1) The complete and mutual respect between the two Churches for their rituals, spirituality, heritage and holy fathers; and the full protection of both the Antiochian and Syriac liturgical practices.
2) The incorporation of the fathers of both Churches and their heritage in general in the Christian education curriculum and theological teaching; and the exchange of theological professors and students.
3) The refraining from accepting members of one Church in the membership of the other whatever the reasons might be.
4) Organizing meetings of both Synods whenever need and necessity may arise.
5) Leaving every Church as a reference for its members in all matters pertaining to marriage, divorce, adoption etc.
6) If two bishops of the two different Churches meet for a spiritual service the one with the majority of the people will generally preside. But if the service is for the sacrament of holy matrimony the bishop of the bridegroom will preside.
7) Whatever has been previously mentioned does not apply to the concelebration among the bishops in the Divine Liturgy.
8) Whatever has been said in number six applies to the clergy of both Churches.
9) If one priest of either Church happens to be in a certain area he will serve the Divine Mysteries for the members of both Churches including the Divine Liturgy and the sacrament of holy matrimony. The same priest will keep an independent record for both Churches and transmit the registration of the members of the sister Church to its spiritual authority.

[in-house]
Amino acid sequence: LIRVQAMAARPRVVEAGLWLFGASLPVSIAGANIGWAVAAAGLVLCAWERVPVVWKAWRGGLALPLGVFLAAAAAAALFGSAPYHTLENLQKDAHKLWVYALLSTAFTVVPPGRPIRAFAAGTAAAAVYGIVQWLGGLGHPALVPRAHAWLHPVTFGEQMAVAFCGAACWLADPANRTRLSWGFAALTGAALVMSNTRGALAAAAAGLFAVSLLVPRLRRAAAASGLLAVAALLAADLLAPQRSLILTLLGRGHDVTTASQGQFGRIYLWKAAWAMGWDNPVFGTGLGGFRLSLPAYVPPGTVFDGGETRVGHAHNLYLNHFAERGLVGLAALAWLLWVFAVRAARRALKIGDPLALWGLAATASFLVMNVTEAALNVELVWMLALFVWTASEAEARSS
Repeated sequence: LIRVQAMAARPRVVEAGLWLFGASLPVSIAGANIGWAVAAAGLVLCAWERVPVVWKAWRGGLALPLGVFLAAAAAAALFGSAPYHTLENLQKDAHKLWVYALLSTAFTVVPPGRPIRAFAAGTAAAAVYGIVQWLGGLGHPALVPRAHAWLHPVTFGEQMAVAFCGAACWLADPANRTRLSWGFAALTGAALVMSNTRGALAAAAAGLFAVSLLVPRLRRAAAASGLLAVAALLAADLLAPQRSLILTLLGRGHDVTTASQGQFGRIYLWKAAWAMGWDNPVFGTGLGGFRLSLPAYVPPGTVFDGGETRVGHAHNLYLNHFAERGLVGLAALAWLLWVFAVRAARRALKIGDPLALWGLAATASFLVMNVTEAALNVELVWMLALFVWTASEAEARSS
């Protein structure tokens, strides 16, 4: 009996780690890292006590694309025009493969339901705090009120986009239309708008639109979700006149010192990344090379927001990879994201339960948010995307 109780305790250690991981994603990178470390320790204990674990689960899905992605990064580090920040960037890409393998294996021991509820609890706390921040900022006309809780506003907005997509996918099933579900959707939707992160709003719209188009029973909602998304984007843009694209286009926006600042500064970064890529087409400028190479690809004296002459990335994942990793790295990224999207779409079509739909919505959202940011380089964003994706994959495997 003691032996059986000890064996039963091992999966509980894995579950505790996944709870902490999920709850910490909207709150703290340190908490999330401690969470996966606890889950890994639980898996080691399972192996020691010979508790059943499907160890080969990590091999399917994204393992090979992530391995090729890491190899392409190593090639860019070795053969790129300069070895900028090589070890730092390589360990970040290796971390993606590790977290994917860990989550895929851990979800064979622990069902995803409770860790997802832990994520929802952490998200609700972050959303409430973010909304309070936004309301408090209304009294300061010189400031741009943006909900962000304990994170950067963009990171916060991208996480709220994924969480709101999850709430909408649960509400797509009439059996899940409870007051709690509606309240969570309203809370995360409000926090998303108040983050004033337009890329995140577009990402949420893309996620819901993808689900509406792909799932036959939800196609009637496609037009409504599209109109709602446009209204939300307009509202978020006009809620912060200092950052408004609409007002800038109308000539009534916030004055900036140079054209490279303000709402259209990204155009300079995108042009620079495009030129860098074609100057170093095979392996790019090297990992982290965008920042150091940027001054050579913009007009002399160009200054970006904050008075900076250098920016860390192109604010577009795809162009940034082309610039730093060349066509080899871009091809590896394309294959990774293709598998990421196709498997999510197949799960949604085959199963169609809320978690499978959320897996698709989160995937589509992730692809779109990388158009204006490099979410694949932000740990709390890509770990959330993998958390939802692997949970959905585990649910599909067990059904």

10) If two priests of both Churches happen to be in a certain community they will take turns, and in case they concelebrate the one with the majority of the people will preside.
11) If a bishop from one Church and a priest from the sister Church happen to concelebrate, presiding naturally belongs to the bishop even though being in the community of the priest on the condition that there are people of both Churches.
12) Ordinations into the Holy Orders are performed by the spiritual authorities on candidates in every respective Church prefereably in the presence of the brothers from the other sister Church.
13) Godfathers, Godmothers and witnesses in the sacrament of holy matrimony are allowed to be chosen from the members of both Churches without any discrimination.
14) In all mutual celebrations the first clergyman in ordination will preside over the ceremony.
15) All organizations from both Churches will co-operate in all matters whether educational, cultural and social for the enrichment of the brotherly spirit.

We promise you on this occasion to continue strengthening our relationship with the sister Church and all other Churches for all to become one community under one Shepherd.

#6 Paul Cowan

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Posted 19 February 2009 - 04:48 AM

I have no authority to speak since I don't know anything about the Syrian church. But you left out the editorial which I think is important.

In the "Editorial" section "the Word" magazine [April 92], the Editor of The Word, George S. Covey, writes: